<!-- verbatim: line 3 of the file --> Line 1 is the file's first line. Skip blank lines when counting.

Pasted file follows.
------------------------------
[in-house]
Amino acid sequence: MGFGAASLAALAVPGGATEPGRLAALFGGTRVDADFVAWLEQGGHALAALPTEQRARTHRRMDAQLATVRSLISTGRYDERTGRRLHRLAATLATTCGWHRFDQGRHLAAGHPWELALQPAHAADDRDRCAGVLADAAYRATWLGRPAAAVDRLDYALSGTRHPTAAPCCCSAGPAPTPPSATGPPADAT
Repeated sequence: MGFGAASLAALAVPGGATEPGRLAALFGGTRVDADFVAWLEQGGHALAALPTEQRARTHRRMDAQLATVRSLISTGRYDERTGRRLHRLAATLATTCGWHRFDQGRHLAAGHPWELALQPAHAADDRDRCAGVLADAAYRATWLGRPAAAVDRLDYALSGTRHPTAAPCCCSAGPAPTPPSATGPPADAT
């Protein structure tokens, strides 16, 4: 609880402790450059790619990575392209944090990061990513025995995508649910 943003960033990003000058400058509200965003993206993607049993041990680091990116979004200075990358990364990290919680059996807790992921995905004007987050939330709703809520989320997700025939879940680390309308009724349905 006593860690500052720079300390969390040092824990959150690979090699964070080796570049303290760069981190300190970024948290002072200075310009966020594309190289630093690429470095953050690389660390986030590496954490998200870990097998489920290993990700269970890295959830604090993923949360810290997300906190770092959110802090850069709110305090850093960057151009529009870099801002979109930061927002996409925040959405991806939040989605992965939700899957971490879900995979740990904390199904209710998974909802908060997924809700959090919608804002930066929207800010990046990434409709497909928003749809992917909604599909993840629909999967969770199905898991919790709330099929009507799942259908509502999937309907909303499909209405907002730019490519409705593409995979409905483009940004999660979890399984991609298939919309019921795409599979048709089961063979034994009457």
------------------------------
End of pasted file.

Repeated sequence: MGFGAASLAALAVPGGATEPGRLAALFGGTRVDADFVAWLEQGGHALAALPTEQRARTHRRMDAQLATVRSLISTGRYDERTGRRLHRLAATLATTCGWHRFDQGRHLAAGHPWELALQPAHAADDRDRCAGVLADAAYRATWLGRPAAAVDRLDYALSGTRHPTAAPCCCSAGPAPTPPSATGPPADAT